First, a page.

A judge has imposed a combined $US1 million ($1.4 million) bond for the parents of the Michigan teen charged with killing four students at Oxford High School, hours after police said they were caught hiding in a Detroit commercial building.
James and Jennifer Crumbley entered not guilty pleas to each of the four involuntary manslaughter counts against them during a hearing held on Zoom.
Judge Julie Nicholson assigned bond of $US500,000 ($714,082) apiece to each of the parents and placed other requirements such as GPS monitoring, agreeing with prosecutors that they posed a flight risk.
Defence lawyers for the Crumbleys said they never intended to flee and planned to turn themselves in on Saturday morning.
They accused prosecutors of “cherry picking” facts to publicly release and said their clients were terrified and only wanted time to make arrangements.
“Our clients are just as devastated as everyone else,” lawyer Shannon Smith said.
But Oakland County Prosecutor Karen McDonald said the couple took $US4000 ($A5713) out of an ATM not far from law enforcement or court locations they could have reported to, suggesting they could not be trusted to appear for future court hearings.
“These are not people we can be sure will return to court on their own,” she said.
Ms McDonald’s office filed involuntary manslaughter charges against the Crumbleys on Friday, accusing them of failing to intervene on the day of the tragedy despite being confronted with a drawing and chilling message — “blood everywhere” — that was found at the boy’s desk.
The Crumbleys committed “egregious” acts, from buying a gun on Black Friday and making it available to Ethan Crumbley to resisting his removal from school when they were summoned a few hours before the shooting, Oakland County prosecutor Karen McDonald said.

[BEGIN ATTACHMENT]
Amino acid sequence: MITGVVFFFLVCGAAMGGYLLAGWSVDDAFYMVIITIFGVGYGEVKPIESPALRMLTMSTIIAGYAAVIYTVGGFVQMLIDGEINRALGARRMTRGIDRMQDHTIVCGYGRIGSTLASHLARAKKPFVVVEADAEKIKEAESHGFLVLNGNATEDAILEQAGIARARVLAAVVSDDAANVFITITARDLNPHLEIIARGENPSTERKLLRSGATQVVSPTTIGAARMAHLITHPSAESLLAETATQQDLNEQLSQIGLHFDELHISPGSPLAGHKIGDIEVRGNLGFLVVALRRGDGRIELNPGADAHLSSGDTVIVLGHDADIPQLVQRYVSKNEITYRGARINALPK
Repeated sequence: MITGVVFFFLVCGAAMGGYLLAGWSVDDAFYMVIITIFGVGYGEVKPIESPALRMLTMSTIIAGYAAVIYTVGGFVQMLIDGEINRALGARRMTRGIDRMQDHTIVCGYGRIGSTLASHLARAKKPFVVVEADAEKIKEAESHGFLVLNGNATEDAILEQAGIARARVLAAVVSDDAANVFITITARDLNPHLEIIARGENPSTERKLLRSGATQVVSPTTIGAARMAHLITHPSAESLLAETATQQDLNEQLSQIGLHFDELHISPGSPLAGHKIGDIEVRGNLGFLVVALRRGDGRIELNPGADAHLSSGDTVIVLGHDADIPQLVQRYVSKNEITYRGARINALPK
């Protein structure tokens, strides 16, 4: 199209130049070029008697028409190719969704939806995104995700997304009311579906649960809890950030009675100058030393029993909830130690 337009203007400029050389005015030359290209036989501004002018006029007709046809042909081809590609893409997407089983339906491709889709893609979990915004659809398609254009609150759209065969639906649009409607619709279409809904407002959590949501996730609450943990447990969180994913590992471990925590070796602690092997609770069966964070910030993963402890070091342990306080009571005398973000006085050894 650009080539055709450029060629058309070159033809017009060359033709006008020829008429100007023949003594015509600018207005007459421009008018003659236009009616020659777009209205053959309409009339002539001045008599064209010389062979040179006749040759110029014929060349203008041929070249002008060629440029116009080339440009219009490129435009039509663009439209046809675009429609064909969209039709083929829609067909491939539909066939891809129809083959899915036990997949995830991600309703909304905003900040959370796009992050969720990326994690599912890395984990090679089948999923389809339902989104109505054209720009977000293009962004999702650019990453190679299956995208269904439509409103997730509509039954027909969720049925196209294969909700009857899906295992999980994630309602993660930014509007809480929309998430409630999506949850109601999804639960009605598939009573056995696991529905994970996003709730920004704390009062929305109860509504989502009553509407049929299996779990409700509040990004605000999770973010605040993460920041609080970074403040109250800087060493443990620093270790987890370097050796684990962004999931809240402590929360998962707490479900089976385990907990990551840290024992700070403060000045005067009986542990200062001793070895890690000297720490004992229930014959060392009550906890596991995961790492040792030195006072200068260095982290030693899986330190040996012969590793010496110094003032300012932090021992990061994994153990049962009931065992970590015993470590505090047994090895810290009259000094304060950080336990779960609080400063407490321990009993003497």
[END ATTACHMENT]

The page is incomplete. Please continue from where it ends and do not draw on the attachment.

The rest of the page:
Authorities had been looking for the couple since Friday afternoon. Late Friday, US Marshals announced a reward of up to $US10,000 ($14,282) each for information leading to their arrests.
Under Michigan law, the involuntary manslaughter charge filed against the parents can be pursued if authorities believe someone contributed to a situation where there was a high chance of harm or death.
Parents in the US are rarely charged in school shootings involving their children, even as most minors get guns from a parent or relative’s house, according to experts.
On Tuesday, a teacher found a note on Ethan’s desk and took a photo. It was a drawing of a gun pointing at the words, “The thoughts won’t stop. Help me,” Ms McDonald said.
There also was a drawing of a bullet, she said, with words above it: “Blood everywhere.”
The school quickly had a meeting with Ethan and his parents, who were told to get him into counseling within 48 hours, Ms McDonald said.
The Crumbleys failed to ask their son about the gun or check his backpack and “resisted the idea of their son leaving the school at that time”, Ms McDonald said.
Instead, the teen returned to class and the shooting subsequently occurred.
“The notion that a parent could read those words and also know that their son had access to a deadly weapon that they gave him is unconscionable — it’s criminal,” the prosecutor said.